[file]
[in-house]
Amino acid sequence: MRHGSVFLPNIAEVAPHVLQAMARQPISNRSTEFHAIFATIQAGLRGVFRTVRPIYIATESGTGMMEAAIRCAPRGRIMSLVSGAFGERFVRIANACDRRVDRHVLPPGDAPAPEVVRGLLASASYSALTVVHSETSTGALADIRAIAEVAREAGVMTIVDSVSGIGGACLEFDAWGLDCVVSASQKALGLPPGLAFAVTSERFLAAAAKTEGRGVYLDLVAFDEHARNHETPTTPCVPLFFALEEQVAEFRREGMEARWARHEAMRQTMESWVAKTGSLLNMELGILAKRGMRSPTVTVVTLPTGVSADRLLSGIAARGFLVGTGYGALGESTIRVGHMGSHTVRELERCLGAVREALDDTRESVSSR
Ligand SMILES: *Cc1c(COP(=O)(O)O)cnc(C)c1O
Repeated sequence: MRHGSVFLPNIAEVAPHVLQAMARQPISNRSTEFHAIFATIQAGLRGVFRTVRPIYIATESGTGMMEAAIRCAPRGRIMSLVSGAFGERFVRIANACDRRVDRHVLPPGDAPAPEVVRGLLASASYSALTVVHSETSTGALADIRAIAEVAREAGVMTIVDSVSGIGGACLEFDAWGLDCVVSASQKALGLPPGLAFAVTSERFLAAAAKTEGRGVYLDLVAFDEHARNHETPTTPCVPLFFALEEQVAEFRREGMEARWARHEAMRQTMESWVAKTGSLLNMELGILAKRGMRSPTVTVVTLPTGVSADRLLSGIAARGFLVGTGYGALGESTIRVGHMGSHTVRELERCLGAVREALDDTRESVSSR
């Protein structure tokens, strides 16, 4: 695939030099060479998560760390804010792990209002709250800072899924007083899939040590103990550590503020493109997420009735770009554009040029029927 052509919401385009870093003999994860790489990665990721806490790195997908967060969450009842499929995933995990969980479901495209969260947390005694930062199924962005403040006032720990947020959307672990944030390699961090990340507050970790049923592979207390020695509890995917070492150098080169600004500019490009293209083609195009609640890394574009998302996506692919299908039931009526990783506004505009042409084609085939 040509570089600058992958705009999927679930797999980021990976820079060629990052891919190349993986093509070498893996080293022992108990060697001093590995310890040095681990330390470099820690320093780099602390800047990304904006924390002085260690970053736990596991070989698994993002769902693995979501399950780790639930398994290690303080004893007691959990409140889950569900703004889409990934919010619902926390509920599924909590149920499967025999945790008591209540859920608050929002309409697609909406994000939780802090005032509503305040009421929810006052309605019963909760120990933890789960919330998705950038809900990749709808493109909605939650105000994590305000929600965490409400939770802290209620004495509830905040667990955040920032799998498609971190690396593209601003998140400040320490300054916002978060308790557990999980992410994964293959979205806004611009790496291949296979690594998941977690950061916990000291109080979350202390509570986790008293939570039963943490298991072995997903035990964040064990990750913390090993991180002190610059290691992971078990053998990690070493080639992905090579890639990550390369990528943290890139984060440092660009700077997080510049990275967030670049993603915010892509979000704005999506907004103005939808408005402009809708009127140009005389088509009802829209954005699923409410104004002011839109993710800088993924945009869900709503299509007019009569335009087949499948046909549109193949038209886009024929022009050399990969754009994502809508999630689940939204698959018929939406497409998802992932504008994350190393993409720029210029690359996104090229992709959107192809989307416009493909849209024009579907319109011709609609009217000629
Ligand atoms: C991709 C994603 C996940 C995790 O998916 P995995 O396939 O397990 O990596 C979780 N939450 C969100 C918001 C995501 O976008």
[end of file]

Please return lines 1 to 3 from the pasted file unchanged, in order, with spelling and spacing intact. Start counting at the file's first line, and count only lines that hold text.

[in-house]
Amino acid sequence: MRHGSVFLPNIAEVAPHVLQAMARQPISNRSTEFHAIFATIQAGLRGVFRTVRPIYIATESGTGMMEAAIRCAPRGRIMSLVSGAFGERFVRIANACDRRVDRHVLPPGDAPAPEVVRGLLASASYSALTVVHSETSTGALADIRAIAEVAREAGVMTIVDSVSGIGGACLEFDAWGLDCVVSASQKALGLPPGLAFAVTSERFLAAAAKTEGRGVYLDLVAFDEHARNHETPTTPCVPLFFALEEQVAEFRREGMEARWARHEAMRQTMESWVAKTGSLLNMELGILAKRGMRSPTVTVVTLPTGVSADRLLSGIAARGFLVGTGYGALGESTIRVGHMGSHTVRELERCLGAVREALDDTRESVSSR
Ligand SMILES: *Cc1c(COP(=O)(O)O)cnc(C)c1O